Got Pain on the Plane?

Got Pain on the Plane?


Traveling can be tough for all kinds of reasons. Long lines. Delayed flights. Interacting with a bunch of strangers. Lost bags.

But it can also be tough because sitting on the plane can cause neck and back pain unless you are conscious about preventing it. In fact, 90% of travelers report neck and back pain on the plane.


Pack Light

Who wants to pay all those extra fees for checked baggage anyway? Get a regulation-size carry-on with wheels and skip everything else.

A lot of your back pain isn't starting in the plane. It's starting at drop-off, as you lug giant bags and purses towards the check-out counter. And sooner or later, you're going to have to pick them up again.

While you're at it, find a lightweight purse or backpack which distributes weight evenly. I like a Multipurpose Backpack. In fact, it's seriously so well-designed I once packed clothes and toiletries for an entire week's trip, while including phone, Kindle, and chrome book with all chargers, plus my wallet. I had to do laundry once while on the road, but it was freeing and easy.

If you're not quite at my level of minimalism it makes a great travel purse too. (Hint: if you're flying Spirit this thing is the exact size of their less-than-generous carry-on limits).

If you're using a normal airline, a regular carry-on will do. Think you can't live without loads of stuff? See how veteran travelers manage it all the time.

TL:DR? Make sure all the colors in your bag go together, bring exactly one pair of jeans (on your body, at the airport) because jeans are bulky, and favor slacks, skirts, shorts or canvas pants. Have a couple of outer shirts for layering. Make sure your shoes are good no matter where you want to take them, and bring them on your feet.

A good pair of boots can go with almost anything. And if you've absolutely got to have a pair of shoes that kills on the fashion front, standard carry-ons do have the room if you are careful about everything else.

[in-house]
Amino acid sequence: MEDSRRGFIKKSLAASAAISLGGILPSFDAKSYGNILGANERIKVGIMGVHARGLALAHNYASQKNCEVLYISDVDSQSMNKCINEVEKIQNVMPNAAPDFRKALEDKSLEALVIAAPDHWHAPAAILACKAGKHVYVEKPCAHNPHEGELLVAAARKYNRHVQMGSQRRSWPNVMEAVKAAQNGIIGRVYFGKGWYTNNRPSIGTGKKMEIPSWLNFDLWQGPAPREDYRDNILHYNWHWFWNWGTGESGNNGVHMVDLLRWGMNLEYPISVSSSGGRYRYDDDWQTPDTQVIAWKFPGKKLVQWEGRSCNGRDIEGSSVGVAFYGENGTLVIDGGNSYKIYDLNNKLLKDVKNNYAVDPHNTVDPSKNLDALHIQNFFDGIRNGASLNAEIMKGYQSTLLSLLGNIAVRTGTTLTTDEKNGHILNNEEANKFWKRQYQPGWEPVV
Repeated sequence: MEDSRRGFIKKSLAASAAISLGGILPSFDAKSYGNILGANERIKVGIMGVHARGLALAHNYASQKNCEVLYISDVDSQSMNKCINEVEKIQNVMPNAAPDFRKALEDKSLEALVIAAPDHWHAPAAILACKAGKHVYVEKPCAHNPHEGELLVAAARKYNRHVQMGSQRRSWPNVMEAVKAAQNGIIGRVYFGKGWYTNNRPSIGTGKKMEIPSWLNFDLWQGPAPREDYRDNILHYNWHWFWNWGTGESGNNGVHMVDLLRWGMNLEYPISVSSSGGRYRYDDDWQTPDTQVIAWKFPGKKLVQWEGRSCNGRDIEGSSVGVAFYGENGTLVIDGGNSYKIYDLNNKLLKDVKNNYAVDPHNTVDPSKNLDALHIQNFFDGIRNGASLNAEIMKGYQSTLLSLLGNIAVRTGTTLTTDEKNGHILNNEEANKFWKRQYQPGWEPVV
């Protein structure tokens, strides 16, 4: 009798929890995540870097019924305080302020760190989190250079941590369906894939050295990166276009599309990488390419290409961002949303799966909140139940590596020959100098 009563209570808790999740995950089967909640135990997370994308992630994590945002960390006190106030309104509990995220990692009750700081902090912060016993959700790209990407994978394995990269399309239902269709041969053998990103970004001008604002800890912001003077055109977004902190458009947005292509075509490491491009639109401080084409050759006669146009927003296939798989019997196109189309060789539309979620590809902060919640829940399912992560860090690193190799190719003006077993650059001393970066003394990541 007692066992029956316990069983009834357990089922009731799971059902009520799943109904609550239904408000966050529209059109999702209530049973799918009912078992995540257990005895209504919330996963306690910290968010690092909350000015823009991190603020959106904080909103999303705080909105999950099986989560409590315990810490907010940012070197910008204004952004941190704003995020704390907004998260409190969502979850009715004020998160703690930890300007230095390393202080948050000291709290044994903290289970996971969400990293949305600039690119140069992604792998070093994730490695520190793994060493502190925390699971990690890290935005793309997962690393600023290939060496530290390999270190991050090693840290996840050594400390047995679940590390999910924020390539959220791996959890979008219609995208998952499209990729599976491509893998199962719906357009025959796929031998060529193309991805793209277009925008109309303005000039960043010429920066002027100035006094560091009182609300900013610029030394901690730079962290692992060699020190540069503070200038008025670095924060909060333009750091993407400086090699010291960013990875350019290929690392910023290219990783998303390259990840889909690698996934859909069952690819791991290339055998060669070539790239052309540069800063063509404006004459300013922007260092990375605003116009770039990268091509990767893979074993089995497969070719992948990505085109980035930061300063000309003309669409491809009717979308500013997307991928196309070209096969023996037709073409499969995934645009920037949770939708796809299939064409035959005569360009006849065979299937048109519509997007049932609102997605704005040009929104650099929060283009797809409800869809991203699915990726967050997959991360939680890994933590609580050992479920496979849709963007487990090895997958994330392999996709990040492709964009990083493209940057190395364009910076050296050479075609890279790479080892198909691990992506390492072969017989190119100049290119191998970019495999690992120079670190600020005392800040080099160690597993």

Support The Lumbar Spine

Improper lower back support is one of the major reasons why people get uncomfortable on the plane. The seats just weren't designed to be particularly ergonomic.

If you have a Soothie you can strap it into place to get exactly what you need where you need it. If not, you can roll up a small blanket. Place it behind you and lean back until you're seated comfortably.

If You're Going to Nap, Get Proper Neck Support

Speaking of improper support, planes weren't really meant for napping, either. But if your flight's super long there's no getting around needing some sleep.

Theoretically those chairs recline, but then you're sentencing someone else to a long, uncomfortable trip while your seat slowly crushes both that person's legs and his or her will to live.

You need something specially designed for sleeping while sitting up. Here are a few travel pillow options worth checking out. Soothie works here too, but if you've got to choose because you only have one, use Soothie for the lumbar support and use a travel pillow for your neck.

Use Hot & Cold Therapy to Relieve Pain In Transit

Chiropractors will tell you to alternate between heat and ice if your back and neck pain gets too crazy on the plane. Your freezer pack will last for 6 hours, so charge it up and slip it in place before you leave home.

Need the hot pack? See if a flight attendant will warm it in the microwave for you, or better yet slip into an airline convenience store to warm it up before boarding.

Having both will help if the plane starts to turn super cold or super hot, which it always seems to do whenever I travel.

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